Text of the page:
X-Radiation of Schistosoma Mansoni

In Vivo and In Vitro Effects

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  • Department of Medicine, Division of Infectious Diseases, Tropical Medicine Unit, Cornell University Medical College, New York, N. Y. 10021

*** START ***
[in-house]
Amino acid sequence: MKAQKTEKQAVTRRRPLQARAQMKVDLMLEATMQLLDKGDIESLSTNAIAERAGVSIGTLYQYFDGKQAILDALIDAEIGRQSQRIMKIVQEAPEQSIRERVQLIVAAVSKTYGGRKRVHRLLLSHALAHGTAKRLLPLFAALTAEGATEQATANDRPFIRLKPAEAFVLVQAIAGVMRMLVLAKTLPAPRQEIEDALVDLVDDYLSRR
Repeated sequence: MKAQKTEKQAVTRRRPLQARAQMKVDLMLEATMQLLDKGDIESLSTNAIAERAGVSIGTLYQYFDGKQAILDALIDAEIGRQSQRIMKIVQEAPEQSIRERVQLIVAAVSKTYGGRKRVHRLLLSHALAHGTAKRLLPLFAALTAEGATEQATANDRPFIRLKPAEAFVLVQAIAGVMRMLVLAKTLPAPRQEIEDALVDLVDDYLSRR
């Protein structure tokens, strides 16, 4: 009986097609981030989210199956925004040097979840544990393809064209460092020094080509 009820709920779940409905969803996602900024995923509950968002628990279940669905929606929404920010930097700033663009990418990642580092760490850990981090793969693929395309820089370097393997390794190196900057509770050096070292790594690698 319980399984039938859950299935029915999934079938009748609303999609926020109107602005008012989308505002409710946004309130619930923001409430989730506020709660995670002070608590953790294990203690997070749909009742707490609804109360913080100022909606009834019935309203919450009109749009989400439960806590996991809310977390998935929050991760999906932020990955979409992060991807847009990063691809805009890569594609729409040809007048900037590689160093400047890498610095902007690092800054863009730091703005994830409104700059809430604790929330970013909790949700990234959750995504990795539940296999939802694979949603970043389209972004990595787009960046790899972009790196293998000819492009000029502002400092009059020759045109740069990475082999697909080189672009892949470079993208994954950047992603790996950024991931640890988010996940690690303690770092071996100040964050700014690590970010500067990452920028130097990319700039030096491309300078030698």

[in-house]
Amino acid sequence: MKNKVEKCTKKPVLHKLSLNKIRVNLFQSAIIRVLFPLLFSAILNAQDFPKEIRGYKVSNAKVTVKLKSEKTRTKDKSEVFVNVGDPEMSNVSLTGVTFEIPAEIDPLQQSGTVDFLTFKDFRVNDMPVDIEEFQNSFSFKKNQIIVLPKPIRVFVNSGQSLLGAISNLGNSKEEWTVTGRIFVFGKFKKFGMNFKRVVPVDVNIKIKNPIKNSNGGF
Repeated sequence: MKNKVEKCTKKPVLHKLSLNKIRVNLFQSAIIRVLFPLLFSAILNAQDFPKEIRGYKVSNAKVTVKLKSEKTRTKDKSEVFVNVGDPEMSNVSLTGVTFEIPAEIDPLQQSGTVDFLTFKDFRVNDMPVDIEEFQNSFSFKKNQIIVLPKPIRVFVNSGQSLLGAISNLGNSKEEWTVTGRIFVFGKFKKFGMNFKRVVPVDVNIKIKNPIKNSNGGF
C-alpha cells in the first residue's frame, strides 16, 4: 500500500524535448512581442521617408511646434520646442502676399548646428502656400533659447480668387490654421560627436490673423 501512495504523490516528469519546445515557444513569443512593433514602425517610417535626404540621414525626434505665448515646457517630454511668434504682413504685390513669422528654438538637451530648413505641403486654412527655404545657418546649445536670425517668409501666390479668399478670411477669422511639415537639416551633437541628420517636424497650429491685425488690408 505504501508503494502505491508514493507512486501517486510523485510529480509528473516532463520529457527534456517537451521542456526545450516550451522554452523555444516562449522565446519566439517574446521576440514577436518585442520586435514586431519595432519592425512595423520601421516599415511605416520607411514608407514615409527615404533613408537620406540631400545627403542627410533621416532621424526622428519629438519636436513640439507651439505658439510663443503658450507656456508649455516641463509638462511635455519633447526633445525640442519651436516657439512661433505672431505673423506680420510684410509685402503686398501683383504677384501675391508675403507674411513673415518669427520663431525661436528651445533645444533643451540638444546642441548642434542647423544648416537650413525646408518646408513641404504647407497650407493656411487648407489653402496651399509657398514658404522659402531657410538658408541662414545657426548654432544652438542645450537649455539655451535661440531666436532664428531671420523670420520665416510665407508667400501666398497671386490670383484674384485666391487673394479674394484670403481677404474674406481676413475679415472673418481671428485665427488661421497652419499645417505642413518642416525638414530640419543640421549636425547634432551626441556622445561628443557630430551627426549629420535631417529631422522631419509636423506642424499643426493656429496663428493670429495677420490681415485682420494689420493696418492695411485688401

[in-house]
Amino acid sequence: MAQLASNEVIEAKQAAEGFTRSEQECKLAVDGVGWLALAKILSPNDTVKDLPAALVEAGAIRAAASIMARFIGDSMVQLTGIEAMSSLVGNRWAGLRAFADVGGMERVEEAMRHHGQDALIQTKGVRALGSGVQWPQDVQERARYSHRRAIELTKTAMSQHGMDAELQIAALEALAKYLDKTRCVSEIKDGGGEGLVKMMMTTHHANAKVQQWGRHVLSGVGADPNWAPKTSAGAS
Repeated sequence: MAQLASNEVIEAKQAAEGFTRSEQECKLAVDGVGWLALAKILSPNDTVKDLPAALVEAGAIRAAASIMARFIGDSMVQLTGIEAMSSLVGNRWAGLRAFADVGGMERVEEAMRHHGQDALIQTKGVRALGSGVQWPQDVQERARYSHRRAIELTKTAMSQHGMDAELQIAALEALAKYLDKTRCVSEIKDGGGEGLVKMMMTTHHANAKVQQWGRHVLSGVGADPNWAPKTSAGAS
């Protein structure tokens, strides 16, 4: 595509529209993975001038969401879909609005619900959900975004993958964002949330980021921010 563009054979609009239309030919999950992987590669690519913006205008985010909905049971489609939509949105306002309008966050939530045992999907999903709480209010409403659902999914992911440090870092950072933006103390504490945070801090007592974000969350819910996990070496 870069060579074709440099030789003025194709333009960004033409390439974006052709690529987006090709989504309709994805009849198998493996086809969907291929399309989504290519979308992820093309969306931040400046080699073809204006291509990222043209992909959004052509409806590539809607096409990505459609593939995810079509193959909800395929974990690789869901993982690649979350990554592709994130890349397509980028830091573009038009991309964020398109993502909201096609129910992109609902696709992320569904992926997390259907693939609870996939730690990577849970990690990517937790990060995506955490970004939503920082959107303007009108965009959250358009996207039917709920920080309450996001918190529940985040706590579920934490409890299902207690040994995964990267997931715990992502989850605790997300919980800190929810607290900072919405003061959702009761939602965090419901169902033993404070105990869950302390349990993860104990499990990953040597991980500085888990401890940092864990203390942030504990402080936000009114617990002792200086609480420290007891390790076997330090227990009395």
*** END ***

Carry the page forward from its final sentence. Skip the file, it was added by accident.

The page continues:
Since the mature egg is the pathogenic unit in schistosomiasis, sterilizing agents. by inhibiting egg-laying, should be therapeutic. The effects on Schistosoma mansoni of sterilization by X-radiation were studied in vivo, in mice, and in vitro. After the hepatic shift of adult S. mansoni produced by potassium antimony tartrate (PAT), the livers of mice were irradiated with 1,500 r. The worm and egg burdens, the survival times of the mice, and the morphology of the recovered worms, indicated that X-radiation at this dose had no effect. Groups of adult worms were exposed to various doses of X-ray in vitro and subsequently maintained in a medium consisting of 90% Medium No. 199 and 10% calf serum. Death from irradiation began 2 weeks after exposure. The LD50 was 68,000 r for males, and 59,000 r for females. As compared with nonirradiated controls, the rate of oviposition was inhibited 50% by 14,400 r and 90% by 100,000 r. The dose used in vivo inhibited egg-laying in vitro by only 4%. Sterilization of adults was measured indirectly by comparing the number of fertilized eggs (those maturing to the miracidial stage) laid after different X-ray doses with those laid by nonirradiated worms. Adults were sterilized 50, 90, and 100%, by 350, 1,000, and 5,000 r, respectively. The dose used in vivo was 92.5% sterilizing in vitro. The dose of X-rays used in vivo could neither sterilize adults nor inhibit egg-laying. However, by inhibiting the maturation of eggs, it should have extended the lives of the treated animals. Lack of efficacy in vivo may have been due to administering X-radiation too late in the course of the disease.